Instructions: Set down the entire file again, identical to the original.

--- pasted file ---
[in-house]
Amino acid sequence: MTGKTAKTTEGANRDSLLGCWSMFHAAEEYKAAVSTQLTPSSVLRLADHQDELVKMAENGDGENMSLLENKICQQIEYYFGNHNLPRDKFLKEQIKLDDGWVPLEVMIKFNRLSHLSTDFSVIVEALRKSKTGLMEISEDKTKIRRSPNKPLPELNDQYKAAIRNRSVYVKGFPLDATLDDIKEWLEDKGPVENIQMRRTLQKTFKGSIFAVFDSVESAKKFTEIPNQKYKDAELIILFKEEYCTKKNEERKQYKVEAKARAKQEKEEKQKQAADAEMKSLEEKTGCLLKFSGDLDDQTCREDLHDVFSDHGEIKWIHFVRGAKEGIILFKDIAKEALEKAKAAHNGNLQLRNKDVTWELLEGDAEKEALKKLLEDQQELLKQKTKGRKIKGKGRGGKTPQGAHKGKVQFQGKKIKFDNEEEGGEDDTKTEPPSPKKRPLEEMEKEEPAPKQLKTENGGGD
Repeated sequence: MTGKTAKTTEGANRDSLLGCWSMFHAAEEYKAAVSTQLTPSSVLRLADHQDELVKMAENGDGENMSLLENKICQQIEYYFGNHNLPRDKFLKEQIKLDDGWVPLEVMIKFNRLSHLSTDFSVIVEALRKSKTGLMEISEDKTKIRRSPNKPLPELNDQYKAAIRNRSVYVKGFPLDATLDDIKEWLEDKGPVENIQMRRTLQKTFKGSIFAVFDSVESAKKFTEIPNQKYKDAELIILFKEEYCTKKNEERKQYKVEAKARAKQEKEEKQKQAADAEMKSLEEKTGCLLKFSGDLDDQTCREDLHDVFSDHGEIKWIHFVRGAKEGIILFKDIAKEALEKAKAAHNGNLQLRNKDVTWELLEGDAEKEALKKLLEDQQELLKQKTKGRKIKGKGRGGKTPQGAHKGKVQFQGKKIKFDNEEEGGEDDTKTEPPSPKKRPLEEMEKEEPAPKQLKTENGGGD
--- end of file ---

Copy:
[in-house]
Amino acid sequence: MTGKTAKTTEGANRDSLLGCWSMFHAAEEYKAAVSTQLTPSSVLRLADHQDELVKMAENGDGENMSLLENKICQQIEYYFGNHNLPRDKFLKEQIKLDDGWVPLEVMIKFNRLSHLSTDFSVIVEALRKSKTGLMEISEDKTKIRRSPNKPLPELNDQYKAAIRNRSVYVKGFPLDATLDDIKEWLEDKGPVENIQMRRTLQKTFKGSIFAVFDSVESAKKFTEIPNQKYKDAELIILFKEEYCTKKNEERKQYKVEAKARAKQEKEEKQKQAADAEMKSLEEKTGCLLKFSGDLDDQTCREDLHDVFSDHGEIKWIHFVRGAKEGIILFKDIAKEALEKAKAAHNGNLQLRNKDVTWELLEGDAEKEALKKLLEDQQELLKQKTKGRKIKGKGRGGKTPQGAHKGKVQFQGKKIKFDNEEEGGEDDTKTEPPSPKKRPLEEMEKEEPAPKQLKTENGGGD
Repeated sequence: MTGKTAKTTEGANRDSLLGCWSMFHAAEEYKAAVSTQLTPSSVLRLADHQDELVKMAENGDGENMSLLENKICQQIEYYFGNHNLPRDKFLKEQIKLDDGWVPLEVMIKFNRLSHLSTDFSVIVEALRKSKTGLMEISEDKTKIRRSPNKPLPELNDQYKAAIRNRSVYVKGFPLDATLDDIKEWLEDKGPVENIQMRRTLQKTFKGSIFAVFDSVESAKKFTEIPNQKYKDAELIILFKEEYCTKKNEERKQYKVEAKARAKQEKEEKQKQAADAEMKSLEEKTGCLLKFSGDLDDQTCREDLHDVFSDHGEIKWIHFVRGAKEGIILFKDIAKEALEKAKAAHNGNLQLRNKDVTWELLEGDAEKEALKKLLEDQQELLKQKTKGRKIKGKGRGGKTPQGAHKGKVQFQGKKIKFDNEEEGGEDDTKTEPPSPKKRPLEEMEKEEPAPKQLKTENGGGD